Translation riddles: the Voynich manuscript

Many will agree with the fact that literary english to telugu translation is one of the most difficult types of translation. But when it comes to ciphered literary text, the complexity of translation is further aggravated. And the most mysterious literary text in the world is the Voynich manuscript, which is still being translated by translators and cryptographers from all over the planet.

But before telling you about the meaning of the Voynich manuscript, we suggest going over a short historical excursion. The origin of the manuscript remains a mystery to scholars. It got its name thanks to Wilfred M. Voynich, a Polish revolutionary and owner of a number of bookstores in London and New York. There is an opinion that Voynich acquired the manuscript at the beginning of the 20th century with the help of the Jesuits who lived in the Villa Mondragon, which was located on the territory of the modern town in Italy – Monte Porcio Catone. The Gislieri College was built on the site of this villa. Scholars speculated that the manuscript was part of a book collection that belonged to Petrus Bex, the rector of the Collegium of Rome, which moved to the villa in 1870. However, there is no clear evidence that the manuscript belonged specifically to the Roman College.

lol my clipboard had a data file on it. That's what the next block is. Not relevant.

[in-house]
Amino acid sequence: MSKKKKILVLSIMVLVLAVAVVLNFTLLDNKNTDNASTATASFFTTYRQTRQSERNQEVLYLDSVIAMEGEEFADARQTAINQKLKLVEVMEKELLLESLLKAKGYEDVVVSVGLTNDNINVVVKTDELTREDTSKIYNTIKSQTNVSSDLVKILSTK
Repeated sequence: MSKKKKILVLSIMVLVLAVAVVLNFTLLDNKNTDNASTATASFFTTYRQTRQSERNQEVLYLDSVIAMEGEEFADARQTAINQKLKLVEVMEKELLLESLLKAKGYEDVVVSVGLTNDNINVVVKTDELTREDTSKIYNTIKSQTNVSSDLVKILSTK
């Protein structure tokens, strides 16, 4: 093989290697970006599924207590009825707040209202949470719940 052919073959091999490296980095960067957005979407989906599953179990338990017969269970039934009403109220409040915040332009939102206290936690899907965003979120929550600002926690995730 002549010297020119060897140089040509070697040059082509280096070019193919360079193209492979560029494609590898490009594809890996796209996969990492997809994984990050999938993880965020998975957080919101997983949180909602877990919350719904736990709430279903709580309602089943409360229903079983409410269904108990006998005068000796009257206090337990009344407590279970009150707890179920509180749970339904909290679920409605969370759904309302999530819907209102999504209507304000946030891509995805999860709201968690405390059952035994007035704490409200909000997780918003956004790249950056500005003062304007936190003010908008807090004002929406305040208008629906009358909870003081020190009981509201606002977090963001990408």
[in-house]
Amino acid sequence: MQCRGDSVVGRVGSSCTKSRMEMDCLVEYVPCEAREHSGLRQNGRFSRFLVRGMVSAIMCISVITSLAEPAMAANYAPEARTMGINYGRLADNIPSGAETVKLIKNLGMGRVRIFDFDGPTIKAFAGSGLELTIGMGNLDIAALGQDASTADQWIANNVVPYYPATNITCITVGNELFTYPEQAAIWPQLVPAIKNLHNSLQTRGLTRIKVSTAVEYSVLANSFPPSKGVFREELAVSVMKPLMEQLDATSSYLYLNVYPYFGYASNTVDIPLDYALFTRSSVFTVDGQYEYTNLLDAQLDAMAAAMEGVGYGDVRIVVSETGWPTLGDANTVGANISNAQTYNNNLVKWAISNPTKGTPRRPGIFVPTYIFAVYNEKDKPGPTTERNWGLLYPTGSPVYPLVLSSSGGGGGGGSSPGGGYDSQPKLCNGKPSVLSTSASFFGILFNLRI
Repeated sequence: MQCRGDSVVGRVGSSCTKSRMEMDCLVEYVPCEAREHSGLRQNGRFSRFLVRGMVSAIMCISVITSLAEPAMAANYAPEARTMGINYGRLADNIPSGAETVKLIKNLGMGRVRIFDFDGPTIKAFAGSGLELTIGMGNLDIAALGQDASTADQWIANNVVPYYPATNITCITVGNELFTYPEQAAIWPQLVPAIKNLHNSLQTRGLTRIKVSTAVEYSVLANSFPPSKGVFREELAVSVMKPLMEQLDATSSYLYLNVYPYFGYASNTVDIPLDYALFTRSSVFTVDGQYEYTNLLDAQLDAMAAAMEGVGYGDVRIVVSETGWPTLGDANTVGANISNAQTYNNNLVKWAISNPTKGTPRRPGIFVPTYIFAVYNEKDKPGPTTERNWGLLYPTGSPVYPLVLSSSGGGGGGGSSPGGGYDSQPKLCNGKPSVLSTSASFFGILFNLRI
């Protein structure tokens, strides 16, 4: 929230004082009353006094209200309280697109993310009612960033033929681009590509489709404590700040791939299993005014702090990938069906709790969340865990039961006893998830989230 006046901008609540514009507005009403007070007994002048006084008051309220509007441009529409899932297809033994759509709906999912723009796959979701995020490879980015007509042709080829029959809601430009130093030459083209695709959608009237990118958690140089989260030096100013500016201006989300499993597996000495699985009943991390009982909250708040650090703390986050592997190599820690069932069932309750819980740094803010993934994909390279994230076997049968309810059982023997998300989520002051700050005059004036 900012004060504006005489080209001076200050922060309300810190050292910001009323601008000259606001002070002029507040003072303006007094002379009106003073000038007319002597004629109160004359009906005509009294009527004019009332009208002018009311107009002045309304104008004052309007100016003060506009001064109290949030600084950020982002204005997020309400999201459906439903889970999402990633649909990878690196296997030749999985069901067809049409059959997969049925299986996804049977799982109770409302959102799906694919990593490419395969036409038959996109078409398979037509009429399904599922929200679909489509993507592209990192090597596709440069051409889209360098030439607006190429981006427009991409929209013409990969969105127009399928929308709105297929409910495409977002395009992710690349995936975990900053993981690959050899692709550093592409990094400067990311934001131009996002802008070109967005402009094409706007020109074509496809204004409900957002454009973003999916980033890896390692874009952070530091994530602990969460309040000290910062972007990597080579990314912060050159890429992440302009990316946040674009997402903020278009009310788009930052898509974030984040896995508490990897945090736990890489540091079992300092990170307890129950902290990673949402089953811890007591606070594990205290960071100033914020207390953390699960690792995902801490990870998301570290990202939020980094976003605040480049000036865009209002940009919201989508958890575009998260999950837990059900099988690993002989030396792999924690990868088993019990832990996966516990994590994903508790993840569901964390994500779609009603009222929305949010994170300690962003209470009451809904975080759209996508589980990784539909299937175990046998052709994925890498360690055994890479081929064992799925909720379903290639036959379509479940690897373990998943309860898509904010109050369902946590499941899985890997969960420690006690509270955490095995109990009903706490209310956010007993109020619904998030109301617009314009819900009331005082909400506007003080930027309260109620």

But let’s move on to the most mysterious part of the manuscript – its content and meaning. As scientists suggest, the original Voynich manuscript consisted of 272 pages of parchment paper, and was also divided into seventeen blocks, each of which consisted of sixteen pages. The manuscript contains a combination of texts and drawings, over one hundred and seventy thousand characters, which are most likely read from left to right, and are separated by about thirty-five thousand words. The text of the manuscript, most likely, has a certain code, from the characters of which 20-30 repeating characters can be distinguished.

In an attempt to produce literary translation and statistical analysis of the manuscript, it was found that some of the characters are similar to those of the Romance and Germanic languages.

The manuscript itself, judging by its illustrations, consists of six sections: botanical, astronomical, biological, cosmological, pharmaceutical, and a recipe section.

Today, the mysterious Voynich manuscript is in the Library of Rare Books. L. Beinecke at Yale University. Periodically, he is taken away in order to conduct analysis and literary translation.